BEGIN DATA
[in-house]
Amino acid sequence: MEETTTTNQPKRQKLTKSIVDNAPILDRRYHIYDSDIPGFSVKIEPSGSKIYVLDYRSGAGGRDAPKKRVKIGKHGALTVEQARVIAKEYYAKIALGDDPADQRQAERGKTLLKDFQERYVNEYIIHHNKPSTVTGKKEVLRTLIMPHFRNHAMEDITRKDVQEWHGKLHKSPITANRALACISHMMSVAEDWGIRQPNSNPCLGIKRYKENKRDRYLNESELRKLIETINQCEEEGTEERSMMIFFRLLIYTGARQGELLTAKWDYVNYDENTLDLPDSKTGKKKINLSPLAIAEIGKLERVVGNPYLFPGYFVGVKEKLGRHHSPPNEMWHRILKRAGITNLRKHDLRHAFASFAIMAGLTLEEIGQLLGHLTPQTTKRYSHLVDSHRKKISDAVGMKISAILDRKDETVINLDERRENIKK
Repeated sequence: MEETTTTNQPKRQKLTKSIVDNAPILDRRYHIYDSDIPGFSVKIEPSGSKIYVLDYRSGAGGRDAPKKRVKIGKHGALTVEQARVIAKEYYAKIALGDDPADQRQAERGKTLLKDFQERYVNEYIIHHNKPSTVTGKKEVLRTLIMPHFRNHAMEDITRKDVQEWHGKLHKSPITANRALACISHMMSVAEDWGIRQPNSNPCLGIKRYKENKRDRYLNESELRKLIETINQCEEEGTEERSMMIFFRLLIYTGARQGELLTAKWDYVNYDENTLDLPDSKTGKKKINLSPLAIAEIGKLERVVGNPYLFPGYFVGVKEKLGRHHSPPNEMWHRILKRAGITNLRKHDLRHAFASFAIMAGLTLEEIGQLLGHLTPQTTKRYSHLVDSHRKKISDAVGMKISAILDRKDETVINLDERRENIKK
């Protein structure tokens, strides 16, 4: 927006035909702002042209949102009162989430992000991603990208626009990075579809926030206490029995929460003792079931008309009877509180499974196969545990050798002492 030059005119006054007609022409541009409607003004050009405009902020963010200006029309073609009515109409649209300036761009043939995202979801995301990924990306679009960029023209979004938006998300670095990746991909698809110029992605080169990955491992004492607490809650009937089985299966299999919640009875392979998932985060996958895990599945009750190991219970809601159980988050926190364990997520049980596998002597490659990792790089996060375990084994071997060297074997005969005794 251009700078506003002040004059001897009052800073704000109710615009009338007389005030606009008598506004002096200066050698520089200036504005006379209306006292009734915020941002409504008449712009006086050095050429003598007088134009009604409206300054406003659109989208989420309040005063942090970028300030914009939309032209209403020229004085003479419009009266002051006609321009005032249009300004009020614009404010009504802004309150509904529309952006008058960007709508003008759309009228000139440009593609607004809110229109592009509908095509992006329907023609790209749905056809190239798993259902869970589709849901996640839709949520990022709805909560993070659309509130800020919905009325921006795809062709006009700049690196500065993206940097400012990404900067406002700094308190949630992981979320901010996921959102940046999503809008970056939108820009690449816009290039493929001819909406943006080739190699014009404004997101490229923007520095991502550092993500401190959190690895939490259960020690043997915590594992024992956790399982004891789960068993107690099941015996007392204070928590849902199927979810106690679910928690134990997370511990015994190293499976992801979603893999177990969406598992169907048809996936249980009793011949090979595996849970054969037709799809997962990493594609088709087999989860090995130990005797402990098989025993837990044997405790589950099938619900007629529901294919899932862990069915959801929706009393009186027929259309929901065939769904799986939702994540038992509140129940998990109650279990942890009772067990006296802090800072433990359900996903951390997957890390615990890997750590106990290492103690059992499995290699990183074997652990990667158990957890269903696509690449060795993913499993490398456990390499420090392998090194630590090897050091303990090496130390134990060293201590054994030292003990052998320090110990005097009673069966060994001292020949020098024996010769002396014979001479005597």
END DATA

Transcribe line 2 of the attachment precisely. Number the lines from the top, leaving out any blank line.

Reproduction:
Amino acid sequence: MEETTTTNQPKRQKLTKSIVDNAPILDRRYHIYDSDIPGFSVKIEPSGSKIYVLDYRSGAGGRDAPKKRVKIGKHGALTVEQARVIAKEYYAKIALGDDPADQRQAERGKTLLKDFQERYVNEYIIHHNKPSTVTGKKEVLRTLIMPHFRNHAMEDITRKDVQEWHGKLHKSPITANRALACISHMMSVAEDWGIRQPNSNPCLGIKRYKENKRDRYLNESELRKLIETINQCEEEGTEERSMMIFFRLLIYTGARQGELLTAKWDYVNYDENTLDLPDSKTGKKKINLSPLAIAEIGKLERVVGNPYLFPGYFVGVKEKLGRHHSPPNEMWHRILKRAGITNLRKHDLRHAFASFAIMAGLTLEEIGQLLGHLTPQTTKRYSHLVDSHRKKISDAVGMKISAILDRKDETVINLDERRENIKK